On Wednesday, 16 teams across two age classifications -- the juniors, aged 13 to 15, and the seniors, aged 16 to 18 -- converged at the Academy for the opening ceremonies, which included talks from Reds chief operating officer Phil Castellini and MLB vice president of youth programs David James, as well as an outdoor picnic and opportunity to tour the facilities.
"Obviously the P&G Reds' Youth Urban Academy is a jewel," James said. "We've participated in things with the Reds here during All-Star week. But we always had our eye on getting to the point with the RBI World Series being hosted here by the Reds at this facility."
The 16 teams come from all across the U.S. and the Caribbean. The hometown Cincinnati RBI team is also represented in the senior age group, making them the first team since 2008 to represent the host city.
In order to get there, teams had to win their way in through a rigorous regional schedule across the country.
"It's a grind, no question," said Cameron Satterwhite, coach of the Cincinnati team. "Every day, putting time in and practice in and fielding ground balls, catching fly balls, hitting. It's certainly a grind, but I think these guys are taking well to it and they're working well and playing well, so we're looking forward to it."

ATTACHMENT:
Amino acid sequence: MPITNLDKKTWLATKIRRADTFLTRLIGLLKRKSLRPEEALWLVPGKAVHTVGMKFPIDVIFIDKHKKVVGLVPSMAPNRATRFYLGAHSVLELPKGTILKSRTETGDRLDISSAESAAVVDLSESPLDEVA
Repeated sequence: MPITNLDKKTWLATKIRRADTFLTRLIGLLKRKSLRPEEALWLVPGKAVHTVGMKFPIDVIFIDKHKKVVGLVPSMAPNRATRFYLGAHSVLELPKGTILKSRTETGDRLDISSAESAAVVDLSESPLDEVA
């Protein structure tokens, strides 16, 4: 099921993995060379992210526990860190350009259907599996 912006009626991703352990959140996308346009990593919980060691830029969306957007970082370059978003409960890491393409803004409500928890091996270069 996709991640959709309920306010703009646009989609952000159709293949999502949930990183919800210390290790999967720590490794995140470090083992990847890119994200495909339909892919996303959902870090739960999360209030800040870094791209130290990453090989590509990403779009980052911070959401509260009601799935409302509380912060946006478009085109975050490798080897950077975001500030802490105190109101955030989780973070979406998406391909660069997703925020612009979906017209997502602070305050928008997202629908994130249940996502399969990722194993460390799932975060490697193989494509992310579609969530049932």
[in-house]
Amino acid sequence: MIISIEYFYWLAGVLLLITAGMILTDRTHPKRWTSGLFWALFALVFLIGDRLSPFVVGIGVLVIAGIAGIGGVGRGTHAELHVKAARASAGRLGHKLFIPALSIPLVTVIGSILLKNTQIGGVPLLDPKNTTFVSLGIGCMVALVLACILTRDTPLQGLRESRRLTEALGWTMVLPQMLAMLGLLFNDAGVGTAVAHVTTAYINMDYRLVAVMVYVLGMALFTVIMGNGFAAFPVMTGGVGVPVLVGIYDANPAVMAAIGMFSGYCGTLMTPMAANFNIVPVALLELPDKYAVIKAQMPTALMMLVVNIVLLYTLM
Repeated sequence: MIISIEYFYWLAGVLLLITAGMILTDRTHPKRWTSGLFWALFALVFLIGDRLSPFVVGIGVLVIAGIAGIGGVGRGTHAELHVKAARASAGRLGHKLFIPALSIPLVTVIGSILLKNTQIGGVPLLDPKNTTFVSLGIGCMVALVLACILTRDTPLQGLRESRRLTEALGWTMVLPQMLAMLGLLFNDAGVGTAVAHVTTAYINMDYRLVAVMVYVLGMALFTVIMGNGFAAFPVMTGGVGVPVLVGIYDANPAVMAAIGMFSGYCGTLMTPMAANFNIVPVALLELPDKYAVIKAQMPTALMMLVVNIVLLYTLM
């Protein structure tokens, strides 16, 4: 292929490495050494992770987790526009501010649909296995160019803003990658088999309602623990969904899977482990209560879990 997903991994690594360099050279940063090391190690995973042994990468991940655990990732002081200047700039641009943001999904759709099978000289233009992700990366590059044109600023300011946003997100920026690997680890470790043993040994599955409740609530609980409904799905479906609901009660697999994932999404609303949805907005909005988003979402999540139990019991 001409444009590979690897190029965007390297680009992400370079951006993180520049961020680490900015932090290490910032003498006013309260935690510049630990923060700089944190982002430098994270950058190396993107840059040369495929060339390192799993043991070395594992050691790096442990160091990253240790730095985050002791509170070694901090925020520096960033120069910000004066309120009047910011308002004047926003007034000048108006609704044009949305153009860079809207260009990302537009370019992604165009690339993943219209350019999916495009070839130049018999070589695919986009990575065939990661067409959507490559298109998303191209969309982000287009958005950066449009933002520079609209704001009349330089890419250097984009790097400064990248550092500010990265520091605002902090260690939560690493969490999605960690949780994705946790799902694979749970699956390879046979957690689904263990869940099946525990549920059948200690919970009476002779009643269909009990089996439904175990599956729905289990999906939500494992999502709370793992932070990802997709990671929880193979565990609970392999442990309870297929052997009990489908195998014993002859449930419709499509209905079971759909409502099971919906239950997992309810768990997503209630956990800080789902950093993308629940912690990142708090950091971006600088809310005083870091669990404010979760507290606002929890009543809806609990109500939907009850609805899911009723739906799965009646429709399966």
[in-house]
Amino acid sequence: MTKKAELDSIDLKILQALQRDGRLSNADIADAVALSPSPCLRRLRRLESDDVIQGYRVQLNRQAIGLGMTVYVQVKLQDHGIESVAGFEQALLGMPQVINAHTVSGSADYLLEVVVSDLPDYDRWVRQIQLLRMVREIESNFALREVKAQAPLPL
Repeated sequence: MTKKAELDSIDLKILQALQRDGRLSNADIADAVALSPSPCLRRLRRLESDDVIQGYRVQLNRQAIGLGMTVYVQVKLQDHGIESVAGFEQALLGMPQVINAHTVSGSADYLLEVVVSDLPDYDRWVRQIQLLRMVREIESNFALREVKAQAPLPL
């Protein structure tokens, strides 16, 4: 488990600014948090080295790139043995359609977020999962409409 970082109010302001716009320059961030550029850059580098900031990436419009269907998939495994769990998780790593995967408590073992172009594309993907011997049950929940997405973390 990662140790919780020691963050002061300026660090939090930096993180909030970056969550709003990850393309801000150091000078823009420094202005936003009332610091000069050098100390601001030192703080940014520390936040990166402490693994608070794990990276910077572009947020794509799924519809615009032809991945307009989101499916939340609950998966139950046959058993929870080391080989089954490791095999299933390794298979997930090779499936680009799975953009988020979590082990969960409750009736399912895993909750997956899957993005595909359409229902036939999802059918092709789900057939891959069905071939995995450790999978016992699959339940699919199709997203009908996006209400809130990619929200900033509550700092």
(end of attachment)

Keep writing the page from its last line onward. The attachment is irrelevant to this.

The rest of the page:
The tournament begins on Friday after a showcase workout for MLB and college scouts on Thursday. The teams have been divided into two pools and will play each team in their pool once between Friday and Saturday. The results of that will determine the seeding for a single elimination tournament on Sunday. The winners of their bracket from Sunday will play in a championship game on Monday at the Academy.
Traditionally, the championship game is played at the host team's Major League park. Instead of that, this year, Castellini went to the Reds' facilities staff and requested to have the park open on Friday and Saturday so that each team will get a chance to play one game at Great American Ball Park.
"Ever since I was little, obviously growing up here and seeing all the Major League players play on that field, I feel like it's an honor to be on the same field that they play on," said R.J. Barnes, a player on the Cincinnati team.
To Castellini, being able to present an opportunity like this to churn interest in baseball among the youth -- one of the primary missions of the RBI program -- is important in a game that he feels is "being challenged every day."
"There are plenty of other things that kids can do with their time, their resources, their family resources," Castellini said. "Playing the game of baseball is not only great in terms of team dynamic and learning a great game, our national pastime, but developing the next generation of players and fans of our game. It's incredibly important."
Fans are invited to attend the tournament games, a schedule of which can be found on the RBI World Series website. For those who can't attend, the RBI website includes a link that will allow fans to get score updates provided through the GameChanger App.
Cody Pace is a reporter for MLB.com based in Cincinnati. This story was not subject to the approval of Major League Baseball or its clubs.